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Spread the word: how to get involved with journalism at Edinburgh

Spread the word: how to get involved with journalism at Edinburgh

Most university degrees require lots of writing and some people might find that doing essays and exams is quite enough, without doing even more as a hobby. But for those who are looking for chances to get their work published at university, student societies and journals offer plenty of opportunities to see your name in print and enjoy the thought of someone other than a marker reading your work. In this article, Verity profiles a few of the options for publication at the University of Edinburgh, so you can get a sense of where you can submit your work, whether you’re thinking of writing as a future career or just as something you enjoy in your spare time.

The Student

The Student is one of the University of Edinburgh’s most recognisable student publications, as well as being the oldest student newspaper in Europe. Founded in 1887 by Robert Louis Stevenson, The Student has grown from a small magazine to a fortnightly newspaper that includes sections on news, lifestyle, culture, sport, science and more. The Student (Newspaper) thumbnailThe award-winning newspaper has a good reputation for investigative journalism and is published in hard copy and online, with copies of the newspaper being distributed for free around the university campuses. If the speed and variety of journalism appeals to you and you’d like to see your name in print, The Student would be a great place to gain more experience and take your first steps towards a career as a reporter.


On the other hand, if you’re interested in current affairs but would like to analyse political issues in more depth, Leviathan might be the ideal journal to host your writing. Leviathan is a peer-reviewed journal published under the auspices of the Edinburgh Political Union. Two or three editions of Leviathan are published each academic year with articles organised in regional sections. Each journal has its own theme and writers pitch for each edition, so you don’t need to be a regular contributor. Leviathan also has roles for students as editors, copy-editors and graphic designers, as well as for postgraduate students as peer-reviewers. If you want to develop your research skills, then you could consider pitching your work to Leviathan and working with the editors to produce your very own article.


If current affairs are not your area of interest but you still enjoy research, you might like writing about historical topics for Retrospect, the journal associated with the History Society. Retrospect recruits a pool of writers each year and you don’t need to be taking a history degree to get involved. Again, there are positions available for editors, copy-editors and illustrators if you’re interested in the process and aesthetics of publishing rather than the actual writing. Retrospect publishes features and academic articles of varying lengths, as well as some interviews and historical fiction. It also offers great flexibility because you can either apply to be part of the pool of regular fortnightly writers or you can submit your work on an ad-hoc basis.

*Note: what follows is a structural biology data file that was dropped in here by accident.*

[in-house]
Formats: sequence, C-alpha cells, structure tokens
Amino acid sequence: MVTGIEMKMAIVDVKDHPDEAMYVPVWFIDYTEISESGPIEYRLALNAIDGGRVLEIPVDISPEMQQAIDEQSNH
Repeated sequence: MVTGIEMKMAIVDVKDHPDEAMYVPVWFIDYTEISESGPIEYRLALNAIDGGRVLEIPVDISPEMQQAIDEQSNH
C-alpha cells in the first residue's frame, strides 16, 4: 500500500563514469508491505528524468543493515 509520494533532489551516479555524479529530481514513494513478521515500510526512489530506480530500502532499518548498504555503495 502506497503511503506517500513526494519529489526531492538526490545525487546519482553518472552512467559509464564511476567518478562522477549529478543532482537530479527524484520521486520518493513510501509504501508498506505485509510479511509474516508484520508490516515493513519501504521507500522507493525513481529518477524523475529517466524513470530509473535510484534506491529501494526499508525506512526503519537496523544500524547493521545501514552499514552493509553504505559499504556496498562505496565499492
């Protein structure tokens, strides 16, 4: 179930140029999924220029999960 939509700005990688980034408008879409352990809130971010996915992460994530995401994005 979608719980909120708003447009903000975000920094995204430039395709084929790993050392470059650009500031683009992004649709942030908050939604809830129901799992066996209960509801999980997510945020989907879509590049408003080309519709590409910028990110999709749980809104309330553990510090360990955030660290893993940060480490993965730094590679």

Last but not least, the School of Social and Political Science offers an opportunity for publication in Re:think, which is a peer-reviewed interdisciplinary journal that is run by a collective of student editors in collaboration with members of the school’s teaching staff. It publishes a variety of articles, from academic essays to reflective pieces to photo-essays, and usually comes out once a year. The journal’s unifying characteristic is that all its articles are based on ethnographic research conducted by the author, but aside from that the contributors have considerable freedom in what they can write and how it is presented, so it is definitely worth considering if you’ve done some original research you’d like to see in print.

There are a host of options for University of Edinburgh students hoping to see their work in print, whether you’re interested in the social sciences, history or politics, prefer to write short articles or long essays, have a single flash of genius or want the challenge of writing regularly. There are opportunities too for those who would like to learn how to edit, design or administrate student publications. Whatever your interests, there’s nothing more satisfying than seeing your name in black and white above your own work!



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